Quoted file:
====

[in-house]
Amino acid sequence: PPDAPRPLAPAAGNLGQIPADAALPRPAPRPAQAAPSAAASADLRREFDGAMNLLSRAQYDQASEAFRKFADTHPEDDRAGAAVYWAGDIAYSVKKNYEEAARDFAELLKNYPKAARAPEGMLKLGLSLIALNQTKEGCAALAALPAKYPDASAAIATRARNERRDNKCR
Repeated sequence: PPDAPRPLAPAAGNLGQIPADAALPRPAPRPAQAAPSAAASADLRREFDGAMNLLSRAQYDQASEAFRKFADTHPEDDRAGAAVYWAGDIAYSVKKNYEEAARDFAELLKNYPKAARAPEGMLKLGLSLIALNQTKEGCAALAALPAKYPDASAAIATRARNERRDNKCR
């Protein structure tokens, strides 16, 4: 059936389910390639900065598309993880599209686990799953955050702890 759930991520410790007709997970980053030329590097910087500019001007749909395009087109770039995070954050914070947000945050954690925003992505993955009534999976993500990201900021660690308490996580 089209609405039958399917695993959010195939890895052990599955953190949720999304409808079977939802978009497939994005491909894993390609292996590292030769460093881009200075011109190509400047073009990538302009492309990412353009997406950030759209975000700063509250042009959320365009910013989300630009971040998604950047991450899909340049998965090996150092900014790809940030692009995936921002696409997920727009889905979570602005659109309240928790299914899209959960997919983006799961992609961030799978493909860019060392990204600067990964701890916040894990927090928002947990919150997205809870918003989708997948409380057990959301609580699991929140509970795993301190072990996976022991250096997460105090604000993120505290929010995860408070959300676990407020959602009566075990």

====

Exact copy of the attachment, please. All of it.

[in-house]
Amino acid sequence: PPDAPRPLAPAAGNLGQIPADAALPRPAPRPAQAAPSAAASADLRREFDGAMNLLSRAQYDQASEAFRKFADTHPEDDRAGAAVYWAGDIAYSVKKNYEEAARDFAELLKNYPKAARAPEGMLKLGLSLIALNQTKEGCAALAALPAKYPDASAAIATRARNERRDNKCR
Repeated sequence: PPDAPRPLAPAAGNLGQIPADAALPRPAPRPAQAAPSAAASADLRREFDGAMNLLSRAQYDQASEAFRKFADTHPEDDRAGAAVYWAGDIAYSVKKNYEEAARDFAELLKNYPKAARAPEGMLKLGLSLIALNQTKEGCAALAALPAKYPDASAAIATRARNERRDNKCR
């Protein structure tokens, strides 16, 4: 059936389910390639900065598309993880599209686990799953955050702890 759930991520410790007709997970980053030329590097910087500019001007749909395009087109770039995070954050914070947000945050954690925003992505993955009534999976993500990201900021660690308490996580 089209609405039958399917695993959010195939890895052990599955953190949720999304409808079977939802978009497939994005491909894993390609292996590292030769460093881009200075011109190509400047073009990538302009492309990412353009997406950030759209975000700063509250042009959320365009910013989300630009971040998604950047991450899909340049998965090996150092900014790809940030692009995936921002696409997920727009889905979570602005659109309240928790299914899209959960997919983006799961992609961030799978493909860019060392990204600067990964701890916040894990927090928002947990919150997205809870918003989708997948409380057990959301609580699991929140509970795993301190072990996976022991250096997460105090604000993120505290929010995860408070959300676990407020959602009566075990």